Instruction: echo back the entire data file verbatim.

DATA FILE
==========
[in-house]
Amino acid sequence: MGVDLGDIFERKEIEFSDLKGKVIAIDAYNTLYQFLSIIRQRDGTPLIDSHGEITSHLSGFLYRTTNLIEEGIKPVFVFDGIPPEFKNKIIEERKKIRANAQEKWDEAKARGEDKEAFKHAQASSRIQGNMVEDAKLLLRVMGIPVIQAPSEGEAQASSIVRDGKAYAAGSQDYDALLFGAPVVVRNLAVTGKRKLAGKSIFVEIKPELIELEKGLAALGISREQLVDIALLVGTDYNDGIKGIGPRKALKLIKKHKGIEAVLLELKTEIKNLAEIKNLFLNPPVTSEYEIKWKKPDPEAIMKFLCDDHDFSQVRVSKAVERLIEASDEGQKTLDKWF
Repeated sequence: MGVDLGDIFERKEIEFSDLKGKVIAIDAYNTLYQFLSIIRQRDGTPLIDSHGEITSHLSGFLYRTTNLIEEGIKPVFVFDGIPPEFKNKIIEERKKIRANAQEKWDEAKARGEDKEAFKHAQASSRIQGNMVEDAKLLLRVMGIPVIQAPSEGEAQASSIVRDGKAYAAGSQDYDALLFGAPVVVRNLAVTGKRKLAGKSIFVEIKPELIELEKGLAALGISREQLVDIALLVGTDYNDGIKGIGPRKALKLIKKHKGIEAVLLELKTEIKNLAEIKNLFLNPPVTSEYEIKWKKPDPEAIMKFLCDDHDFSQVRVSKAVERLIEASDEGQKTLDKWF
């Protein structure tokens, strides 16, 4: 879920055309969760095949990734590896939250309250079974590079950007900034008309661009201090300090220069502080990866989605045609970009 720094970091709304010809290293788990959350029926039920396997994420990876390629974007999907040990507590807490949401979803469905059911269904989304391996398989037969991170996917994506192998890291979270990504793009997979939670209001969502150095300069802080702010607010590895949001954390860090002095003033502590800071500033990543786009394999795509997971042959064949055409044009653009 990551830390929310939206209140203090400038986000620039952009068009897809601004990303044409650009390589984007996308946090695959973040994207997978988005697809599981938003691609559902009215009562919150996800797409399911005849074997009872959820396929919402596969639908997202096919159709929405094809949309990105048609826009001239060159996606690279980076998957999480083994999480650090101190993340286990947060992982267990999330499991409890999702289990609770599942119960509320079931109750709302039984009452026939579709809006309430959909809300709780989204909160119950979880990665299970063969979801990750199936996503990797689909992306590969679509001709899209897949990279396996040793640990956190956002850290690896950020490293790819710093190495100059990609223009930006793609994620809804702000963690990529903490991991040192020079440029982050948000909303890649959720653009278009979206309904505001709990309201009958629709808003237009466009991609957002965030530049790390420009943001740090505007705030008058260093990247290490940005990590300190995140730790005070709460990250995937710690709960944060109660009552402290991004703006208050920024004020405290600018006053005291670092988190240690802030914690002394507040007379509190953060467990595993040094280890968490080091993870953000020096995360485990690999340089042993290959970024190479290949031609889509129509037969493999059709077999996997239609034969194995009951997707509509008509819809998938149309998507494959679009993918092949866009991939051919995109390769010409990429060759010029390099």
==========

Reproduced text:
[in-house]
Amino acid sequence: MGVDLGDIFERKEIEFSDLKGKVIAIDAYNTLYQFLSIIRQRDGTPLIDSHGEITSHLSGFLYRTTNLIEEGIKPVFVFDGIPPEFKNKIIEERKKIRANAQEKWDEAKARGEDKEAFKHAQASSRIQGNMVEDAKLLLRVMGIPVIQAPSEGEAQASSIVRDGKAYAAGSQDYDALLFGAPVVVRNLAVTGKRKLAGKSIFVEIKPELIELEKGLAALGISREQLVDIALLVGTDYNDGIKGIGPRKALKLIKKHKGIEAVLLELKTEIKNLAEIKNLFLNPPVTSEYEIKWKKPDPEAIMKFLCDDHDFSQVRVSKAVERLIEASDEGQKTLDKWF
Repeated sequence: MGVDLGDIFERKEIEFSDLKGKVIAIDAYNTLYQFLSIIRQRDGTPLIDSHGEITSHLSGFLYRTTNLIEEGIKPVFVFDGIPPEFKNKIIEERKKIRANAQEKWDEAKARGEDKEAFKHAQASSRIQGNMVEDAKLLLRVMGIPVIQAPSEGEAQASSIVRDGKAYAAGSQDYDALLFGAPVVVRNLAVTGKRKLAGKSIFVEIKPELIELEKGLAALGISREQLVDIALLVGTDYNDGIKGIGPRKALKLIKKHKGIEAVLLELKTEIKNLAEIKNLFLNPPVTSEYEIKWKKPDPEAIMKFLCDDHDFSQVRVSKAVERLIEASDEGQKTLDKWF
């Protein structure tokens, strides 16, 4: 879920055309969760095949990734590896939250309250079974590079950007900034008309661009201090300090220069502080990866989605045609970009 720094970091709304010809290293788990959350029926039920396997994420990876390629974007999907040990507590807490949401979803469905059911269904989304391996398989037969991170996917994506192998890291979270990504793009997979939670209001969502150095300069802080702010607010590895949001954390860090002095003033502590800071500033990543786009394999795509997971042959064949055409044009653009 990551830390929310939206209140203090400038986000620039952009068009897809601004990303044409650009390589984007996308946090695959973040994207997978988005697809599981938003691609559902009215009562919150996800797409399911005849074997009872959820396929919402596969639908997202096919159709929405094809949309990105048609826009001239060159996606690279980076998957999480083994999480650090101190993340286990947060992982267990999330499991409890999702289990609770599942119960509320079931109750709302039984009452026939579709809006309430959909809300709780989204909160119950979880990665299970063969979801990750199936996503990797689909992306590969679509001709899209897949990279396996040793640990956190956002850290690896950020490293790819710093190495100059990609223009930006793609994620809804702000963690990529903490991991040192020079440029982050948000909303890649959720653009278009979206309904505001709990309201009958629709808003237009466009991609957002965030530049790390420009943001740090505007705030008058260093990247290490940005990590300190995140730790005070709460990250995937710690709960944060109660009552402290991004703006208050920024004020405290600018006053005291670092988190240690802030914690002394507040007379509190953060467990595993040094280890968490080091993870953000020096995360485990690999340089042993290959970024190479290949031609889509129509037969493999059709077999996997239609034969194995009951997707509509008509819809998938149309998507494959679009993918092949866009991939051919995109390769010409990429060759010029390099």